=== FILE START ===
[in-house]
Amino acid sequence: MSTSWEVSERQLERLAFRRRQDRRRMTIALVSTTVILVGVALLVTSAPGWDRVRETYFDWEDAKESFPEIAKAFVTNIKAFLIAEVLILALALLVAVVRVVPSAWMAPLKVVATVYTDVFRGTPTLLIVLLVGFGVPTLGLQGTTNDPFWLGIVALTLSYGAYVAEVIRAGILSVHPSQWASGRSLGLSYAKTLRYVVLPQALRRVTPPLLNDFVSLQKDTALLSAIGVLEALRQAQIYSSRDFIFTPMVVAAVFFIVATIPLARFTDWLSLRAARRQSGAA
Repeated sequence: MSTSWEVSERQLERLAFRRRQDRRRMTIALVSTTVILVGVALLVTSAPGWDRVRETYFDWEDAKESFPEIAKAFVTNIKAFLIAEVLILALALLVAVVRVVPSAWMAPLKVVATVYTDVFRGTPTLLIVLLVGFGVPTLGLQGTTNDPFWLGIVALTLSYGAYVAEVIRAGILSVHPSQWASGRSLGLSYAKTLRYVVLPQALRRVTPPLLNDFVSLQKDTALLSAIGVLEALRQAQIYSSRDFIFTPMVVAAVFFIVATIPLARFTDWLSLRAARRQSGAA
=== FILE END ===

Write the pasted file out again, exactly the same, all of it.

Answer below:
[in-house]
Amino acid sequence: MSTSWEVSERQLERLAFRRRQDRRRMTIALVSTTVILVGVALLVTSAPGWDRVRETYFDWEDAKESFPEIAKAFVTNIKAFLIAEVLILALALLVAVVRVVPSAWMAPLKVVATVYTDVFRGTPTLLIVLLVGFGVPTLGLQGTTNDPFWLGIVALTLSYGAYVAEVIRAGILSVHPSQWASGRSLGLSYAKTLRYVVLPQALRRVTPPLLNDFVSLQKDTALLSAIGVLEALRQAQIYSSRDFIFTPMVVAAVFFIVATIPLARFTDWLSLRAARRQSGAA
Repeated sequence: MSTSWEVSERQLERLAFRRRQDRRRMTIALVSTTVILVGVALLVTSAPGWDRVRETYFDWEDAKESFPEIAKAFVTNIKAFLIAEVLILALALLVAVVRVVPSAWMAPLKVVATVYTDVFRGTPTLLIVLLVGFGVPTLGLQGTTNDPFWLGIVALTLSYGAYVAEVIRAGILSVHPSQWASGRSLGLSYAKTLRYVVLPQALRRVTPPLLNDFVSLQKDTALLSAIGVLEALRQAQIYSSRDFIFTPMVVAAVFFIVATIPLARFTDWLSLRAARRQSGAA